From the Dorms to Dallas Trunk Shows: UM student creates successful jewelry business


Reagan Smith
Oxford Stories

Dallas native Marielle Mosley, 21, started a successful jewelry line from her University of Mississippi dorm room. The marketing major and an art minor hopes to attend fashion school after graduation and dreams of having her own store featuring her jewelry, accessories, art and home decor designs.

“I started beading because my sister wanted me to sell jewelry in her store, and ever since I started making jewelry, I wanted to pursue this as a potential career,” she said.

Beginning with a $100 budget, Mosley bought beads and leather to create her first jewelry line.

“Freshman year was difficult for my business because I was just starting out,” she said, “and I did not really know how to get the word out about my new company.

“As I learned the ropes about how to begin marketing my company, I started to gain followers, and the online orders came with them … One night, I had 60 orders all of a sudden, and I was rushing to make all the necklaces to get them to the customers as soon as possible.”

Over the last few years, Dupre Designs has grown. Mosley now has her own website and thousands of dollars of profit.

“I get a lot of my business from the South, from Texas to the Carolinas,” she said. “I have gotten orders from many people who have heard about my company through social media or friends.”

Mosely said she cares about her customers and believes you should offer discounts because it gives them a bigger incentive to shop with your company again.

“Over the holiday season, I got notified that I had more than 20 orders lost in the mail,” she said. “I contacted the customers through email and explained that I was getting them another order as quickly as possible, and also gave them a 30 percent off coupon for their next purchase.”


Some of the Dupre Designs Spring Break Collection.

Mosley also believes in giving back to the community. She wants to hold trunk shows with UM sororities and give a percentage of profits to a philanthropy.

“I like to use Dupre Designs and its followers to get the word out about philanthropies and their causes,” she said. “It is also a goal of mine go give back to the community, and doing it through something I love, is so rewarding.”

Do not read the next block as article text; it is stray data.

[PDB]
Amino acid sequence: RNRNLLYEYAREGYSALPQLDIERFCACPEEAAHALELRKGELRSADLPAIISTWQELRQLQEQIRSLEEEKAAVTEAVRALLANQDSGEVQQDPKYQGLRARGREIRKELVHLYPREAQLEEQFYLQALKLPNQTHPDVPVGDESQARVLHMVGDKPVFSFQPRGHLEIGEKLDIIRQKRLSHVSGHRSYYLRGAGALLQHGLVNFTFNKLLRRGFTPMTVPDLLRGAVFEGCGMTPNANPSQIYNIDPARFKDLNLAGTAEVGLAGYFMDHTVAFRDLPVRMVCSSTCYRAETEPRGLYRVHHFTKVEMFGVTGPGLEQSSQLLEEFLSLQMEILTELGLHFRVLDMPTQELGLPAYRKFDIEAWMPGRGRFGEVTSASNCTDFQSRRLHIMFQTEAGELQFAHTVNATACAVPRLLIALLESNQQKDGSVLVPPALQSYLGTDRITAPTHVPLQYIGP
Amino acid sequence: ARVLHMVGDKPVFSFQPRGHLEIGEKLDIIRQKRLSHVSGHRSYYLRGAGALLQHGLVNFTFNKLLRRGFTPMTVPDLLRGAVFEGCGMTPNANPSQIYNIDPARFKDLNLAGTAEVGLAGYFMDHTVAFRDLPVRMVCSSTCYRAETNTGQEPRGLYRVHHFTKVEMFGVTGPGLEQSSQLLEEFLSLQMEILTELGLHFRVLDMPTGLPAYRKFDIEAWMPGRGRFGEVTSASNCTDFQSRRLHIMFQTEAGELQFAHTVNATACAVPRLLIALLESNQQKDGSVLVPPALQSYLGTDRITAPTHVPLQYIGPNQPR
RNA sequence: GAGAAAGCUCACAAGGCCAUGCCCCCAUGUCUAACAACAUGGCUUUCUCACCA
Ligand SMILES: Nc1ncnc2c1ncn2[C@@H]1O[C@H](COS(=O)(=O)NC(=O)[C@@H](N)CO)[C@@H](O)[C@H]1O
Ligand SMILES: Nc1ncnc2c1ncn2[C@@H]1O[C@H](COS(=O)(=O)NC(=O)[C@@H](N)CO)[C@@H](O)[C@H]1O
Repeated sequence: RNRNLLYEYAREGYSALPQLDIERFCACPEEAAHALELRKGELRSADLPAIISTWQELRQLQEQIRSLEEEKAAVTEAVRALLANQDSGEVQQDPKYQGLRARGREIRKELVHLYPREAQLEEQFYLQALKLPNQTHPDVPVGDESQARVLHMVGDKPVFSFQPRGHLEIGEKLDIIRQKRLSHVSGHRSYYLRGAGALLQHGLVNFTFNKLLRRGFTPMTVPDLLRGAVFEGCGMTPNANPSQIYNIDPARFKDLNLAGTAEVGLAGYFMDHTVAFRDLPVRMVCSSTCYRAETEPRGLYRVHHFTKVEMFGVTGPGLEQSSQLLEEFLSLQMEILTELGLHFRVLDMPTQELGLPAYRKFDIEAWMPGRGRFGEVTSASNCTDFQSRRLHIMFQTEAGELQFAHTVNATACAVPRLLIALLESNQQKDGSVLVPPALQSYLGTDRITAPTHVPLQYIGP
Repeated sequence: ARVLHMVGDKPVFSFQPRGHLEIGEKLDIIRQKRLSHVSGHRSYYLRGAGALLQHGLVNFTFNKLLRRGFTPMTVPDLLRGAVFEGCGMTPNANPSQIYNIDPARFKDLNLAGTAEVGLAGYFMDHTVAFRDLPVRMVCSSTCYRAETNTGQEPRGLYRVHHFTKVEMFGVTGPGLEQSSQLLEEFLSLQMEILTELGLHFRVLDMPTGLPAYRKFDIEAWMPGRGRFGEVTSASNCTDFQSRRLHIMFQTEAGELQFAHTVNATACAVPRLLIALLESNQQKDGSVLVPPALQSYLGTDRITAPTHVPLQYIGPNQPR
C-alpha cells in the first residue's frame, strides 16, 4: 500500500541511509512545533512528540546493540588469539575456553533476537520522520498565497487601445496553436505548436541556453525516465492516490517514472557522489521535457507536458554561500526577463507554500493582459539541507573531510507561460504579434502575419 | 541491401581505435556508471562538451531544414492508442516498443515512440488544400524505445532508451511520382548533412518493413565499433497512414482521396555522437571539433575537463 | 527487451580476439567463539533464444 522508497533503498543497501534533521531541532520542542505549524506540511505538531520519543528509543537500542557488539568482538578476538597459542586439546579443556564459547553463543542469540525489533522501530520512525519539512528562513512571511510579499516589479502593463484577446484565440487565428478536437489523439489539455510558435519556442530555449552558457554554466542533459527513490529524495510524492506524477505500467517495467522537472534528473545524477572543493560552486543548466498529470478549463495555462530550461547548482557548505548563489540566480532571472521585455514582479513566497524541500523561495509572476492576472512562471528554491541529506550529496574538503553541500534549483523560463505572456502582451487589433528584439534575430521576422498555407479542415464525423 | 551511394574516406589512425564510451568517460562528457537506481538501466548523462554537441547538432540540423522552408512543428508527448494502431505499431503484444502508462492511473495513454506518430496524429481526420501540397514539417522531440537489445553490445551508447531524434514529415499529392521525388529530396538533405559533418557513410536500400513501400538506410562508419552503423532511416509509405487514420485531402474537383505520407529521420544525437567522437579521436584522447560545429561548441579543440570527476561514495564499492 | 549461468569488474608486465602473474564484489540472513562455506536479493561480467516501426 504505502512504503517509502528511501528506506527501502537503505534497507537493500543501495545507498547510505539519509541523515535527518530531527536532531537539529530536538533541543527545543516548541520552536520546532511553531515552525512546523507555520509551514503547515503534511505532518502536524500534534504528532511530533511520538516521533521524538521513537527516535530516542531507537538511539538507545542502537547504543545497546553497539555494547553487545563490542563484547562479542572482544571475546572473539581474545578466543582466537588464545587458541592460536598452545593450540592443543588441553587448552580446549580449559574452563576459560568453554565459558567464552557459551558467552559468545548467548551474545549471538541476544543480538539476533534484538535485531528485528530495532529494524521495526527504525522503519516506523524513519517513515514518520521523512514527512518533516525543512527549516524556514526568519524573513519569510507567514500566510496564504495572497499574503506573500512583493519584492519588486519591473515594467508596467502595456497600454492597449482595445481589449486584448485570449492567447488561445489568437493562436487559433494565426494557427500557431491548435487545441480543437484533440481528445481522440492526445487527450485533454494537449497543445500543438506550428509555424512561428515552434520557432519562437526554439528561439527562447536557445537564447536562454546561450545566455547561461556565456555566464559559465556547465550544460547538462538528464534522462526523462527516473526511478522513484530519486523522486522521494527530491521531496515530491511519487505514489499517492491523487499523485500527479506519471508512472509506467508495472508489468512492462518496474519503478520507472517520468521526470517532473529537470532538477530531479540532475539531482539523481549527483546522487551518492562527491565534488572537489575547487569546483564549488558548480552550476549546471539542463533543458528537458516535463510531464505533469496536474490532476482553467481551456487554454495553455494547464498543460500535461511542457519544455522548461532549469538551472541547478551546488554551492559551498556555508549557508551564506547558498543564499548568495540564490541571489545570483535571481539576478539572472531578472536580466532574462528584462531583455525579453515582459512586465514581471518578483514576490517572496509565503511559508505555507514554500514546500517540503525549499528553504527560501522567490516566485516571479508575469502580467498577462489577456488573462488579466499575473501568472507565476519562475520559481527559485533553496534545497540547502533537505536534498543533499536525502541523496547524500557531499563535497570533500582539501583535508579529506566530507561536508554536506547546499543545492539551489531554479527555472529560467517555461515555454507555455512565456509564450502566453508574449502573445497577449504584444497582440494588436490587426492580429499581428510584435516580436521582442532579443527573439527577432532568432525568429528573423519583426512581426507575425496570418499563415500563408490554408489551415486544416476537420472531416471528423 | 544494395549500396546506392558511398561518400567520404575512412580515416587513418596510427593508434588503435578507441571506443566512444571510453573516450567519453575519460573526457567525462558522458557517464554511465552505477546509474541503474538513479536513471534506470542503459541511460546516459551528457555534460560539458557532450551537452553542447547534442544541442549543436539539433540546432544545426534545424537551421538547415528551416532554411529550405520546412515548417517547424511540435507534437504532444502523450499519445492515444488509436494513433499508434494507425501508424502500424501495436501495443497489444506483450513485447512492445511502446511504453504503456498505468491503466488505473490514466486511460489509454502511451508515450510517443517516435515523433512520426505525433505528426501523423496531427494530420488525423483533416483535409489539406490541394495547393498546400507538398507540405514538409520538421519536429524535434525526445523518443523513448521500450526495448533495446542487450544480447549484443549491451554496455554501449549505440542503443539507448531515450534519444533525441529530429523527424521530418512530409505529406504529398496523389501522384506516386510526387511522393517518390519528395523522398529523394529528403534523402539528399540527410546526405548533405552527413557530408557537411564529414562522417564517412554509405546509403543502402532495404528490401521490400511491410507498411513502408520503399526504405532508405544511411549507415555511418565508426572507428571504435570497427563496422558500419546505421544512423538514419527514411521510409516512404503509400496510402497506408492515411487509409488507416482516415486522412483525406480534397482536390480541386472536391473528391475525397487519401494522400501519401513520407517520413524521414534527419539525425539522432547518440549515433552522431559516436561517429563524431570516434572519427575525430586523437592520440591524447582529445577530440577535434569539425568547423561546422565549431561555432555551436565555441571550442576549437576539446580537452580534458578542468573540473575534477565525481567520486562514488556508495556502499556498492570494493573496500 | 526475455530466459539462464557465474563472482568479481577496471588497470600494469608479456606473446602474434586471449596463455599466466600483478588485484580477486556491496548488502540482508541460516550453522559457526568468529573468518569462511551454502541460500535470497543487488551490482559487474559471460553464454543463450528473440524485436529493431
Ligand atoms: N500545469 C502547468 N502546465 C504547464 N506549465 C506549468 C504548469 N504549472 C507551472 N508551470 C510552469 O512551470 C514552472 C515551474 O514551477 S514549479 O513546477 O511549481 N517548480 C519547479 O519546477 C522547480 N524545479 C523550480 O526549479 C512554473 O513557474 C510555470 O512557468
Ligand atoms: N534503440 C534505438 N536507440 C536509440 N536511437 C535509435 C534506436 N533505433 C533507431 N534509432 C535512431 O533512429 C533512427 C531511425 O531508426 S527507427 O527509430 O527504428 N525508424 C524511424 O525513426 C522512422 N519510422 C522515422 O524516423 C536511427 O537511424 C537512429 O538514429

Mosely said running a business during college is a lot of work, but she enjoys it.

“I love doing it,” she said, “and it has taught me a lot over the years. Being a marketing major, this business has helped me be able to apply the marketing principles I learned in class to real life.”


Dupre Designs pendants for necklaces

When Mosely goes back to her home for summer and winter breaks in Dallas, she attends trunk shows. After going to many, she decided to start participating in them and setting up her own booth. That has helped her attract more business.

“It is always good to get to know different types of clients through going to trunk shows in Dallas,” she said. “Back at Ole Miss, there is a much different audience than ones in Dallas and other cities. Some customers might not like colorful jewelry and others do, so going to trunk shows has increased my following from many different types of customers.”


Art that Marielle Mosley created for her home.

Many of Mosley’s clients are from Oxford, but growth has come from social media and networking through trunk shows.

img_8666Mosley has begun participating in trunk shows at some of the local boutiques on the Square to potentially sell her jewelry in their stores.

She is also an artist. She created most of the art in her home, and wants to add some of it to her website in the future.


Rachel Vitali showing off her necklace.

Customer Rachel Vitali purchased a necklace from Mosely’s website.

“The necklace was extremely good quality, and you could tell that it was made by hand, which made it even more special,” she said. Mosley posts new items on Instagram.


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